Press Release: Challenging the Business of Fear Report

MAY 18, 2017 


Workers Release New Report and Call on Local, State Reps to Act in Trump Era

Chicago, IL – A new report exposes how companies breed fear among low-wage workers through illegal retaliation and make violating workers’ rights a standard business practice. These degraded working conditions are now further fueled by the Trump Administration’s threats and rhetoric attacking all workers, but especially undocumented working communities. 

The report, Challenging the Business of Fear, features first-of-its-kind research based on surveys and interviews with nearly 300 workers employed in a broad cross-section of Illinois’ low-wage industries. Collaborators, Raise the Floor Alliance, a coalition of Chicago-area worker centers, and the National Economic and Social Rights Initiative (NESRI), captured what happened when these workers were injured or tried to address abuse at work.

Workers’ stories illuminate how fear created by employers is setting the standards in Chicago area workplaces, rather than the law. The new report highlights the devastating failure to provide these workers with effective protection in the face of retaliation when reporting injuries and abuse, despite public reliance on workers’ ability to speak up in order to enforce workplace laws. In the absence of reliable protection, the constant threat of job loss and other harm creates pressure for workers to accept illegal abuses like wage theft. 

“Mostly, people don’t bother to fight. They see people like me who speak up and suffer reprisals and think it’s not worth it,” explained a 38-year-old Latina factory worker who faced escalating humiliation and harassment at work before she was eventually fired for reporting a work injury.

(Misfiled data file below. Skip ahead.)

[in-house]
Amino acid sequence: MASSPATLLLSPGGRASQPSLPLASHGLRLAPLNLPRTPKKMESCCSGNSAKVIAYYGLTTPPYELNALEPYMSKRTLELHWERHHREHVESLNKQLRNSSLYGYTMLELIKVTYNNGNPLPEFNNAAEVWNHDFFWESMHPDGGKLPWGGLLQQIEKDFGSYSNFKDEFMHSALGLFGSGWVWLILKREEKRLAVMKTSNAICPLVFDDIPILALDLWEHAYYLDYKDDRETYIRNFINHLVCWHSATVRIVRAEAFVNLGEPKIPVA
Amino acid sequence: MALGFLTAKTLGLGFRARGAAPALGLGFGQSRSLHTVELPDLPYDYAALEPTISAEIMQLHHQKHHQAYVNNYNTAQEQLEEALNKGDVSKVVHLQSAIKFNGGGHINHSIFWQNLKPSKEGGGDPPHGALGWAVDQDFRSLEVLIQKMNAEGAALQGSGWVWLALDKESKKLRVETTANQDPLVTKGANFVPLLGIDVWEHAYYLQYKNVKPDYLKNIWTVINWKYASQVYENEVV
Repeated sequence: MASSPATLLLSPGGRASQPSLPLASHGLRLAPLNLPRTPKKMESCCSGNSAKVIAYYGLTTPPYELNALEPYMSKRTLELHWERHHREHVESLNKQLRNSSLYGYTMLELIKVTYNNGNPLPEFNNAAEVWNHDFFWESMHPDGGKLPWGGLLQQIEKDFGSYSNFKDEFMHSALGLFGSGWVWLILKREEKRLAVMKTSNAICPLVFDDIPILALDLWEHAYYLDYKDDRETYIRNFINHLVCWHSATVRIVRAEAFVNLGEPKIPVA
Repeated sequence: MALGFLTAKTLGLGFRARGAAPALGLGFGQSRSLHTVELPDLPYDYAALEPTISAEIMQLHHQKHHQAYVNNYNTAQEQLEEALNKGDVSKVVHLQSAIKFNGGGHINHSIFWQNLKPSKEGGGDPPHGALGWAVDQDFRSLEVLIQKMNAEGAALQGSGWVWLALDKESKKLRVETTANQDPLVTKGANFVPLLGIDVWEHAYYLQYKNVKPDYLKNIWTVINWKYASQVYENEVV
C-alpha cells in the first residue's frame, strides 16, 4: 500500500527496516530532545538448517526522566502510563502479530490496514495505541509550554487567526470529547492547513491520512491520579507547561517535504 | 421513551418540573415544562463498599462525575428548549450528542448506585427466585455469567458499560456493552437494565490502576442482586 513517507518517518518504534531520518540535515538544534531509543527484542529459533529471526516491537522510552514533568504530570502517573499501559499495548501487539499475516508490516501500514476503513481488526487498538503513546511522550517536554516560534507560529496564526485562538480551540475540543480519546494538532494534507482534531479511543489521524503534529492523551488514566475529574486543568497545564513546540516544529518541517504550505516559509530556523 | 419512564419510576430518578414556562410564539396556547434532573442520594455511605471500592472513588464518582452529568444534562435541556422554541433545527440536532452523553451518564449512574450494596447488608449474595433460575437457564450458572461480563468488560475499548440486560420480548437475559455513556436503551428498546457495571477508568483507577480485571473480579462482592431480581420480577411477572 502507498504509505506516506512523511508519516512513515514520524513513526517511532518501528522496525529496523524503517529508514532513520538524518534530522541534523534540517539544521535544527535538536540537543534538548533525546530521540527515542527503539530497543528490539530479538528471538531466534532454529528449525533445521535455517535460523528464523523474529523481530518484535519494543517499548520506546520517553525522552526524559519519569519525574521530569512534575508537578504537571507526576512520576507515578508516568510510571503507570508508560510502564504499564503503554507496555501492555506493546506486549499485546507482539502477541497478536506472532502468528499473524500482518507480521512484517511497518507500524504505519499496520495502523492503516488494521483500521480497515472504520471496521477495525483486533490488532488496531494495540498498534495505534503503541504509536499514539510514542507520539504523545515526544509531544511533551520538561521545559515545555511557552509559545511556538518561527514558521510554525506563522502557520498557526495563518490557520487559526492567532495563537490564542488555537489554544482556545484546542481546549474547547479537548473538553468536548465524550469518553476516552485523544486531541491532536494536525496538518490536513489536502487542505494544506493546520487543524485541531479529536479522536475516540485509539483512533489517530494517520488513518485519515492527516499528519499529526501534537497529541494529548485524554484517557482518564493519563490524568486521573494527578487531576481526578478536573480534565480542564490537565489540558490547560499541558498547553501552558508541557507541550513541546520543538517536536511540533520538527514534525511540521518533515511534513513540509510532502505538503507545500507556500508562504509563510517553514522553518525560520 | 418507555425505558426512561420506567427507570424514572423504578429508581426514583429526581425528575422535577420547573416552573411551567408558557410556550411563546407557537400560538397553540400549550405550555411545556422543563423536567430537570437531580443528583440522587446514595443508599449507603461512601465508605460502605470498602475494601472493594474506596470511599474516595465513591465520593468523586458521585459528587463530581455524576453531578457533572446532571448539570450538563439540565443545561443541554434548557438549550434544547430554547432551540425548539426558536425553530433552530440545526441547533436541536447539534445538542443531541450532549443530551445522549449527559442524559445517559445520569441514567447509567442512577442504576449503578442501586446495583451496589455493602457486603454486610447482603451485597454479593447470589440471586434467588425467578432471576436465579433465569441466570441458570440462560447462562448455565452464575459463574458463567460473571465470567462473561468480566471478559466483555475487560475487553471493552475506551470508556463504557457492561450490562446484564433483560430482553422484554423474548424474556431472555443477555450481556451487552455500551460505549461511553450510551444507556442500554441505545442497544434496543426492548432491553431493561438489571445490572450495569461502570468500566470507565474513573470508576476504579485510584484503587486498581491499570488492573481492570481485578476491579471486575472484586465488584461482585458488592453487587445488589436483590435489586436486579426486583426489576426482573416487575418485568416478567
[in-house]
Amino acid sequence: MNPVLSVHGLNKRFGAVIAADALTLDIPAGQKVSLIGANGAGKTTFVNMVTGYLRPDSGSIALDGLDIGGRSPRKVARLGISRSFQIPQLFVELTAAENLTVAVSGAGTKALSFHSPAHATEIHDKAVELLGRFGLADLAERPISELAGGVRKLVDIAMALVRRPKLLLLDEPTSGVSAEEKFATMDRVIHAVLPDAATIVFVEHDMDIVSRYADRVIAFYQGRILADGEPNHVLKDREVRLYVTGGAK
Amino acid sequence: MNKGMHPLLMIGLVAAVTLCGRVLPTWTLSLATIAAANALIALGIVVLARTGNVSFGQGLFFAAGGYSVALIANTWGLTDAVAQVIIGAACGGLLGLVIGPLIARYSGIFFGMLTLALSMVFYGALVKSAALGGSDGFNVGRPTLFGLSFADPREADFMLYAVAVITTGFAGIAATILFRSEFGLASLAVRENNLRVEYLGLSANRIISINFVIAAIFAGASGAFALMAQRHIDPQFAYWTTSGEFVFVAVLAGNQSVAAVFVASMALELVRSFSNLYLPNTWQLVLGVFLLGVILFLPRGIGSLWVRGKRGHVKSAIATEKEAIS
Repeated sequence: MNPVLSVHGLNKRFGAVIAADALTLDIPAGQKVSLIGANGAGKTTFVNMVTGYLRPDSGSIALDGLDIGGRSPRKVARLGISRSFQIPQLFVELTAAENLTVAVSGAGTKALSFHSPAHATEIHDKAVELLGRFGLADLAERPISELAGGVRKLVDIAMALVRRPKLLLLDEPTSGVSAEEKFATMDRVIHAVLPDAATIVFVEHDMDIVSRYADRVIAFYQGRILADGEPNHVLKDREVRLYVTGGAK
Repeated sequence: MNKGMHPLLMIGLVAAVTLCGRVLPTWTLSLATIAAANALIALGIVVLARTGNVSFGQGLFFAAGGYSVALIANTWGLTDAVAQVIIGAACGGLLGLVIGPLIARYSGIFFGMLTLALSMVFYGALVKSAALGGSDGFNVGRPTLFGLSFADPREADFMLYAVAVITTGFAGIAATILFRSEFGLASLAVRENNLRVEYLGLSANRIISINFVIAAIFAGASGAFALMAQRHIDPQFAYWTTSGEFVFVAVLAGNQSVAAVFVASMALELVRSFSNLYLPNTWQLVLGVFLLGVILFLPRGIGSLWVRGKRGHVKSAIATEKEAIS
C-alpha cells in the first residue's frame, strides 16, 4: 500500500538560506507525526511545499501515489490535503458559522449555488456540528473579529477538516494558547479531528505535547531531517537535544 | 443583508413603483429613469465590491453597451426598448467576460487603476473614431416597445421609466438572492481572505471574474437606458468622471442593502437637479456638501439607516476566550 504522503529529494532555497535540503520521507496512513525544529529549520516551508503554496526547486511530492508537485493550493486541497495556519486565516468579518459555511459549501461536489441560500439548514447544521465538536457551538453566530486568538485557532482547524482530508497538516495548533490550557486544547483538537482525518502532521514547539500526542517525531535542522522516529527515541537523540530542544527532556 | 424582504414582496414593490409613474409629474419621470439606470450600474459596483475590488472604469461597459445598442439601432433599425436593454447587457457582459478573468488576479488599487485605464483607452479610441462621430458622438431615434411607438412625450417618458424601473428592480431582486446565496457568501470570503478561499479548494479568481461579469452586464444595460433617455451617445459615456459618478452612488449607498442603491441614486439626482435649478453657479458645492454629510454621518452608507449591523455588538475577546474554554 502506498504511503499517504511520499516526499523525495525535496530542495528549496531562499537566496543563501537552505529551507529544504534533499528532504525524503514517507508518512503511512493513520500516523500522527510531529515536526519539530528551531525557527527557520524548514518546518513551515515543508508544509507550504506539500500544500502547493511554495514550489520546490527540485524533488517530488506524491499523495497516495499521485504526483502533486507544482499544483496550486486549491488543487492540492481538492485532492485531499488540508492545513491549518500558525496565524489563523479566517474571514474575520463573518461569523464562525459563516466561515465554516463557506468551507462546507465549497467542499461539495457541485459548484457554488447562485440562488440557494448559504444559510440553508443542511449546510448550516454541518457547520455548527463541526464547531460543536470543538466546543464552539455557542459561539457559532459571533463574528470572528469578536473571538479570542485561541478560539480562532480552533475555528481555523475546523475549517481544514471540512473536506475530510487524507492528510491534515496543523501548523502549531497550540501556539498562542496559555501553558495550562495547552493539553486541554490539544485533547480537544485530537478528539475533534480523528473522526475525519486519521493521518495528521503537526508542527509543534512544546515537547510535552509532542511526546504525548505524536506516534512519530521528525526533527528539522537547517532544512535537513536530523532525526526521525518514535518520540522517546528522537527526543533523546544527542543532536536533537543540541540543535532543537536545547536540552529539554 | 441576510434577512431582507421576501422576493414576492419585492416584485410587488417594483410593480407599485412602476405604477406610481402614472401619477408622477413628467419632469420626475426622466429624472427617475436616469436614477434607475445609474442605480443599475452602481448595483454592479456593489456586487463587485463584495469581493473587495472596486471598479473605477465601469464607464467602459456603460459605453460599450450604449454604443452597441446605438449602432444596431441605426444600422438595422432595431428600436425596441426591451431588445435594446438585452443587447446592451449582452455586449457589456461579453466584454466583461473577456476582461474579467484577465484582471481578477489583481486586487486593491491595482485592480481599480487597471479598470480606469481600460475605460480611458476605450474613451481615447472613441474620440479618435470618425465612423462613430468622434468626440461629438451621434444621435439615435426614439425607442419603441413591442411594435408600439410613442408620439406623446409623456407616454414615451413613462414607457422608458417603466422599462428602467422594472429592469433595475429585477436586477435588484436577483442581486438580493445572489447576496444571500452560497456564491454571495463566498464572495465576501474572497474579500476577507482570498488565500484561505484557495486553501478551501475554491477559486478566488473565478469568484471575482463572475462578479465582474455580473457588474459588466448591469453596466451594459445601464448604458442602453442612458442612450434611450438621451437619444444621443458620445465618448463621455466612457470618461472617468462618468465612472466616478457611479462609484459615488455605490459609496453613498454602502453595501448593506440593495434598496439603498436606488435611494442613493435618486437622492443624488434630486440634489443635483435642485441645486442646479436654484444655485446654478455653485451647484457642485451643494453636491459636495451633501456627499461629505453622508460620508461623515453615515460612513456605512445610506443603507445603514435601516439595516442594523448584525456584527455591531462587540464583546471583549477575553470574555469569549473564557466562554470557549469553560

Select worker survey findings: The research identifies more sweatshops than Starbucks in Chicago, with 75% of surveyed workers experiencing two or more rights violations at their current jobs. But blowing the whistle on these abuses is risky. Half of surveyed workers had lost work or experienced other forms of retaliation because of an injury on the job or trying to address a violation. When workers sought relief from retaliation, 55% of their complaints were not taken seriously and 66% did not receive adequate relief. Unsurprisingly, three-quarters of surveyed workers avoided reporting abuse at least sometimes out of fear.

“An enforcement system is successful when it prevents abuse more often than it has to intervene to remedy it. It should never deter workers from reporting abuse, which is what is happening now,” said Brittany Scott, Senior Research Strategist with NESRI. “Workers should be able to fairly assume they’re protected, that the path to justice will meet their needs and the outcome of enforcement will lead to prevention.”

“Our research pulls together what we see every day. The appalling norm of abuse is why we’re pushing for an effective new enforcement framework that addresses retaliation. Locally, we are building a model for worker-centered enforcement. At the same time, we must start the work of improving how workers are protected and supported around the state,” said Sophia Zaman, Executive Director of Raise the Floor. 

Raise the Floor is supporting the campaign led by one of its worker center members, Arise Chicago, pushing the City of Chicago to create an Office of Labor Standards that will work in partnership with workers and the community to improve the path to justice and enforcement outcomes locally. The alliance is also working to pass the Illinois Wrongful Discharge from Employment Act (SB1760), introduced by the Illinois AFL-CIO, which would make worker protection the rule under law, rather than exception.



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